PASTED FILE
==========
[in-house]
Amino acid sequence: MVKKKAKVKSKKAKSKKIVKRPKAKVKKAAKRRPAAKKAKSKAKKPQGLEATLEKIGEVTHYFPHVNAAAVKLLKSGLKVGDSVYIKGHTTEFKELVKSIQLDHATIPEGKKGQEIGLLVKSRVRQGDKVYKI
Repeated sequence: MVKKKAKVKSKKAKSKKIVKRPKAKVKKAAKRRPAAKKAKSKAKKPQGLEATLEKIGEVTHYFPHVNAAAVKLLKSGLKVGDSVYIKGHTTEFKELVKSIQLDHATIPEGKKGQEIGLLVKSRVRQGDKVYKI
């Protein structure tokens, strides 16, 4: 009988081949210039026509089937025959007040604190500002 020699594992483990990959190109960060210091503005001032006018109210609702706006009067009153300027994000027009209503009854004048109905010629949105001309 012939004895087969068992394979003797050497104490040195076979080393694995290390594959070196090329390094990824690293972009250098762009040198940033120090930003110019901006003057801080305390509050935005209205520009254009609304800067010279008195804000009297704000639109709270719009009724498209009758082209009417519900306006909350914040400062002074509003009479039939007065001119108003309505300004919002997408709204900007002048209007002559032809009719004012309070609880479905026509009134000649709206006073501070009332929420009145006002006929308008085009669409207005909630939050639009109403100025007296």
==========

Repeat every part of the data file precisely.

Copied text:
[in-house]
Amino acid sequence: MVKKKAKVKSKKAKSKKIVKRPKAKVKKAAKRRPAAKKAKSKAKKPQGLEATLEKIGEVTHYFPHVNAAAVKLLKSGLKVGDSVYIKGHTTEFKELVKSIQLDHATIPEGKKGQEIGLLVKSRVRQGDKVYKI
Repeated sequence: MVKKKAKVKSKKAKSKKIVKRPKAKVKKAAKRRPAAKKAKSKAKKPQGLEATLEKIGEVTHYFPHVNAAAVKLLKSGLKVGDSVYIKGHTTEFKELVKSIQLDHATIPEGKKGQEIGLLVKSRVRQGDKVYKI
């Protein structure tokens, strides 16, 4: 009988081949210039026509089937025959007040604190500002 020699594992483990990959190109960060210091503005001032006018109210609702706006009067009153300027994000027009209503009854004048109905010629949105001309 012939004895087969068992394979003797050497104490040195076979080393694995290390594959070196090329390094990824690293972009250098762009040198940033120090930003110019901006003057801080305390509050935005209205520009254009609304800067010279008195804000009297704000639109709270719009009724498209009758082209009417519900306006909350914040400062002074509003009479039939007065001119108003309505300004919002997408709204900007002048209007002559032809009719004012309070609880479905026509009134000649709206006073501070009332929420009145006002006929308008085009669409207005909630939050639009109403100025007296």